Does the perfection of a notarial bond trigger section 197?

Global Publication July 2018

In the matter of Spar Group Limited v Sea Spirit Trading 162 CC t/a Paledi and Others (JA47/2017 [2018] ZALAC 15 (June 7, 2018)) the Labour Appeal Court held that perfecting a notarial bond, by a creditor taking possession of a business to recover monies due, does not trigger section 197 obligations. This judgment dealt with the following facts.

Mr Vermaak held a 50 per cent member’s interest in two close corporations, Paledi Superspar and Paledi Tops. He was employed by Paledi Superspar to manage it, while Mrs Vermaak was employed by Paledi Tops as its manager. The Paledi businesses obtained trading stock on credit from the Spar Group Ltd. As security for their indebtedness to Spar, notarial bonds were registered over the movable property of the Paledi businesses. On default, Spar was entitled to take possession of and retain the movable property and to sell and dispose of it. In particular, it was entitled to conduct the Paledi businesses, in their name. This included the power to purchase goods, and to dispose of the businesses.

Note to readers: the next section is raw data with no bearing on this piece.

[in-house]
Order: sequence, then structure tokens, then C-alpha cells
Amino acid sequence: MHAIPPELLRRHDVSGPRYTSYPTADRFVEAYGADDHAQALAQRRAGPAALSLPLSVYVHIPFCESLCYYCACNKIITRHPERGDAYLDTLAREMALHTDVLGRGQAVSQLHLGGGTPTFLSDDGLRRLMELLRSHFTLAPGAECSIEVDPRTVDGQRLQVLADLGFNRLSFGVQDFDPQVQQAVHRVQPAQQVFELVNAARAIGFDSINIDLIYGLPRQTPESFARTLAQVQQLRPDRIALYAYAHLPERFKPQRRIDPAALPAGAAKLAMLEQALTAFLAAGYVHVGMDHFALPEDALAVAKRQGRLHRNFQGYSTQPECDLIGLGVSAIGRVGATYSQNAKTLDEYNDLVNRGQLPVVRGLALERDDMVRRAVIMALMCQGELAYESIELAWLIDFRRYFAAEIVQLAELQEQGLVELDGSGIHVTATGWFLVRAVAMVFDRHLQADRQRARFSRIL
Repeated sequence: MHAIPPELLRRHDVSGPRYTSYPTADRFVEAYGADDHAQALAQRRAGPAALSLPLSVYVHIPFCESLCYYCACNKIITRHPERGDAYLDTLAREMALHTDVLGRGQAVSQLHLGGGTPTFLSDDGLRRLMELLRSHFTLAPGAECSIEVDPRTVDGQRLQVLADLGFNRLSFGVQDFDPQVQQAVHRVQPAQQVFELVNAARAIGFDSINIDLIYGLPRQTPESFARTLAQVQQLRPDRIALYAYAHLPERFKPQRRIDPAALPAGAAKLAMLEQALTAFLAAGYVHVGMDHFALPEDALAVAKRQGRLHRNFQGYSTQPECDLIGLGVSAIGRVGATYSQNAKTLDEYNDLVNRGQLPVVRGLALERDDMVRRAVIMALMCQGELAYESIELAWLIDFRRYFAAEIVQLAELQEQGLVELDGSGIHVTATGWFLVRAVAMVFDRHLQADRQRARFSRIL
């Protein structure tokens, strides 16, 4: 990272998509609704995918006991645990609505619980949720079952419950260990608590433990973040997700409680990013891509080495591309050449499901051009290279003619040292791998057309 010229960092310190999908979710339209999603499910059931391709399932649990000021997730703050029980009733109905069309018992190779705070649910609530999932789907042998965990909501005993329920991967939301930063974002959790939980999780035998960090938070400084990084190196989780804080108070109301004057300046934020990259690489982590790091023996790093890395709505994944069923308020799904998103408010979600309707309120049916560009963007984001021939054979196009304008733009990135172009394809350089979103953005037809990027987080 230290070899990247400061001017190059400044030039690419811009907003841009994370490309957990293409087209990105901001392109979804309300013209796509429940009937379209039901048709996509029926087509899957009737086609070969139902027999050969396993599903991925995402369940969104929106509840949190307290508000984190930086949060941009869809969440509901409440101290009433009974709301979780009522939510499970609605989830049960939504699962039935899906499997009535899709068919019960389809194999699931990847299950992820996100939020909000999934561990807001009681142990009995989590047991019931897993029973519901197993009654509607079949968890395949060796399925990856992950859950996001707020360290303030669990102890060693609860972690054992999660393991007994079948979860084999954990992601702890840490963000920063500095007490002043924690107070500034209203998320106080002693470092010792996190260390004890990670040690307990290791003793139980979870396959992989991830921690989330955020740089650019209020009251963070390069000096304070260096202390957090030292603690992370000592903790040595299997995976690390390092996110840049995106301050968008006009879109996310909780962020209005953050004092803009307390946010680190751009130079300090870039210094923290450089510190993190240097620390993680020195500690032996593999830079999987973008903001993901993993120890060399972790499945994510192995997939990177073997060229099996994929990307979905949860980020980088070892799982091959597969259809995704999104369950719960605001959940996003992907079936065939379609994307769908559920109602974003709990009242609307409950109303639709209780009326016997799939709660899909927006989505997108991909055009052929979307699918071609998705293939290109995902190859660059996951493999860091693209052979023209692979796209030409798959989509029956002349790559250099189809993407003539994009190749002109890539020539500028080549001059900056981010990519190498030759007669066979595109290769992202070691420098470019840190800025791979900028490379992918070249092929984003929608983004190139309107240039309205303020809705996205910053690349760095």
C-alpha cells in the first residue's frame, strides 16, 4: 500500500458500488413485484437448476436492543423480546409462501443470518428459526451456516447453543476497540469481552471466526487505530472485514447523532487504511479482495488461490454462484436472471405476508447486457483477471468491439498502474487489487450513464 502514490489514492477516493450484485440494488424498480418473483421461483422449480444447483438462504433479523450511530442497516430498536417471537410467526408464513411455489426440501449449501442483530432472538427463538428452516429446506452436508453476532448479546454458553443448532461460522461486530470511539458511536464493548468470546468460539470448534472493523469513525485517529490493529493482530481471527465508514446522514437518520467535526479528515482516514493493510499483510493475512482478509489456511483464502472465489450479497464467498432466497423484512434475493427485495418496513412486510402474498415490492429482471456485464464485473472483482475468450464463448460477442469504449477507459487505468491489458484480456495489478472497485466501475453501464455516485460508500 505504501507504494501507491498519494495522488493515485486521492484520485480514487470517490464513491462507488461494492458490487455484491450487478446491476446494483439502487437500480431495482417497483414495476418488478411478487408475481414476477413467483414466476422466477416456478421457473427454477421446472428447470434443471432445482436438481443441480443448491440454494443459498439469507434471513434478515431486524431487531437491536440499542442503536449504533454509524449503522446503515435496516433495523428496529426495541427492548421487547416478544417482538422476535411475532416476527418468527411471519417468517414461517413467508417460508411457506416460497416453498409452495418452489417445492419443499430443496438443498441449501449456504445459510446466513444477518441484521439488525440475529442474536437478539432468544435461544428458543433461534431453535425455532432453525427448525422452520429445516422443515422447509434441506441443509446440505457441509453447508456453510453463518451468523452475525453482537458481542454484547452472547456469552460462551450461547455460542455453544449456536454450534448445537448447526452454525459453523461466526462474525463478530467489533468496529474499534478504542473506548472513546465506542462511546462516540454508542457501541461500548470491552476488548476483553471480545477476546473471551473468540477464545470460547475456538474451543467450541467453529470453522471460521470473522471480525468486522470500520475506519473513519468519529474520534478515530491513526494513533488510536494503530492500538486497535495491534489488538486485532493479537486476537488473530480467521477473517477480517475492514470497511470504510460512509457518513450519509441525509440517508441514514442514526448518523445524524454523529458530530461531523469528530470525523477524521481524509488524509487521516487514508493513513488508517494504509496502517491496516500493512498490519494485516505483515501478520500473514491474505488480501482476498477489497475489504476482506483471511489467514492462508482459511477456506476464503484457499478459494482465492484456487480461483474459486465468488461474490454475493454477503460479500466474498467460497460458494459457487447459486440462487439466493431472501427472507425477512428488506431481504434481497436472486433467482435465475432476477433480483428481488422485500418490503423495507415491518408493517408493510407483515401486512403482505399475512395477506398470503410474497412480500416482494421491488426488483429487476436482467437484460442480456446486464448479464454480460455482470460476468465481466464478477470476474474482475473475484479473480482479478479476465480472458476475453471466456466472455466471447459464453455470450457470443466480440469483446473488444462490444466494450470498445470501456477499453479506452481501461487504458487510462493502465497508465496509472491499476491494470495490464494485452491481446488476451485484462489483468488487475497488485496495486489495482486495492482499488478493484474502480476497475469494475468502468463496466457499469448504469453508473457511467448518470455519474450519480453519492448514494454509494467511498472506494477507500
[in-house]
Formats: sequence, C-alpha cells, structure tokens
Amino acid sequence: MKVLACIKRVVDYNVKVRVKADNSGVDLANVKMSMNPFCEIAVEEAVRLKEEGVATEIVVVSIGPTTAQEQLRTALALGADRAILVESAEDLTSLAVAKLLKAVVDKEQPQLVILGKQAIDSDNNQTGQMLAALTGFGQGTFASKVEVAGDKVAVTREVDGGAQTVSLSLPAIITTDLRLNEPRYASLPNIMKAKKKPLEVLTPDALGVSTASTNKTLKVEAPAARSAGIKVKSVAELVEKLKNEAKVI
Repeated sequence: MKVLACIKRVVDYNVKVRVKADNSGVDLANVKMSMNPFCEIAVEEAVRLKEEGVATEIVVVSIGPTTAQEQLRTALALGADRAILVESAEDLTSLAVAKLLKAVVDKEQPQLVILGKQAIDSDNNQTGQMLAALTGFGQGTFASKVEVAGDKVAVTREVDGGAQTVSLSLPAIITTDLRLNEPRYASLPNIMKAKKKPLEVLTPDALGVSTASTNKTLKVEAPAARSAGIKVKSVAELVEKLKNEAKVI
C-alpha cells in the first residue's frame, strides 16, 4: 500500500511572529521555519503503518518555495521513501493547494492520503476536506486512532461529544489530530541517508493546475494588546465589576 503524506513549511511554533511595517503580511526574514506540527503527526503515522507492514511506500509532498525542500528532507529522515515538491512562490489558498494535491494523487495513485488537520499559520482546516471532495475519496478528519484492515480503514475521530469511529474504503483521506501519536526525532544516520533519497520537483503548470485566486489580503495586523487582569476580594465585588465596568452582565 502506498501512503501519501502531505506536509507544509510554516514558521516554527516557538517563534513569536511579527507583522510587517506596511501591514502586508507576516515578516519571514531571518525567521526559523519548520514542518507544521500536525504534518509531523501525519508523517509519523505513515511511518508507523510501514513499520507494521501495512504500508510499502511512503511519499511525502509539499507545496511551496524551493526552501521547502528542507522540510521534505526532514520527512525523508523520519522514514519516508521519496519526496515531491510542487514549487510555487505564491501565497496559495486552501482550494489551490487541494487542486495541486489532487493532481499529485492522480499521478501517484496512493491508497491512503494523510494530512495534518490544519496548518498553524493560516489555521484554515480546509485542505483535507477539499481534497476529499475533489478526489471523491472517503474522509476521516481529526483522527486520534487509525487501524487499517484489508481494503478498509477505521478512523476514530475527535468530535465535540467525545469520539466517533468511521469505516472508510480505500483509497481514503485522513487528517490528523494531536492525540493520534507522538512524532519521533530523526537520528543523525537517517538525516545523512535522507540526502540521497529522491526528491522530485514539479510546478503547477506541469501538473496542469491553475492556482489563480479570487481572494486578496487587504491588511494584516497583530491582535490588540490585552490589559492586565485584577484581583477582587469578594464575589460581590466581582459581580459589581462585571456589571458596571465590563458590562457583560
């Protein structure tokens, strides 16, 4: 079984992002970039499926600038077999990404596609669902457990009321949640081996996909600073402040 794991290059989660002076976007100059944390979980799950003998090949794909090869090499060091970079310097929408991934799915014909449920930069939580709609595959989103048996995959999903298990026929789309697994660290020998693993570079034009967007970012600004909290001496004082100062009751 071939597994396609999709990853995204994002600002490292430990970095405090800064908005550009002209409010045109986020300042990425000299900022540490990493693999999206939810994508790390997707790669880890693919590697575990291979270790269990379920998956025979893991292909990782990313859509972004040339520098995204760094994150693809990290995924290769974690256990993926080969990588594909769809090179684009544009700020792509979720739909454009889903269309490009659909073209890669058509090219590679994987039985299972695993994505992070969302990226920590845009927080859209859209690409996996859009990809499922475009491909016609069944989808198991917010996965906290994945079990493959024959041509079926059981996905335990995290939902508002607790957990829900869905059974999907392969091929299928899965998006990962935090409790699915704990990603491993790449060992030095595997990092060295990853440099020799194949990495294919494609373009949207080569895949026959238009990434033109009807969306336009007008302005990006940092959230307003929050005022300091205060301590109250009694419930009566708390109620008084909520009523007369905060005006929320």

Towards the end of June 2015 the Paledi businesses communicated to Spar that they were no longer in a position to meet their expense and wage obligations at the end of that month. In order secure its interests, Spar obtained an order from the High Court on June 30, 2015, perfecting the notarial bonds by taking possession of the businesses. Thereafter, it took possession with effect from July 1, 2015.

On July 13, 2015, Spar proposed to Mr Vermaak that he be appointed as the Store Manager of Paledi Superspar, at a reduced salary, for the first three months. A similar proposal was made to Mrs Vermaak in respect of Paledi Tops. The Vermaaks each rejected the proposals. This prompted Spar to appoint a new store manager. Spar informed the Vermaaks that they were released from duty, that their presence was no longer required, and that they remained employees with claims for remuneration that lay against the Paledi businesses.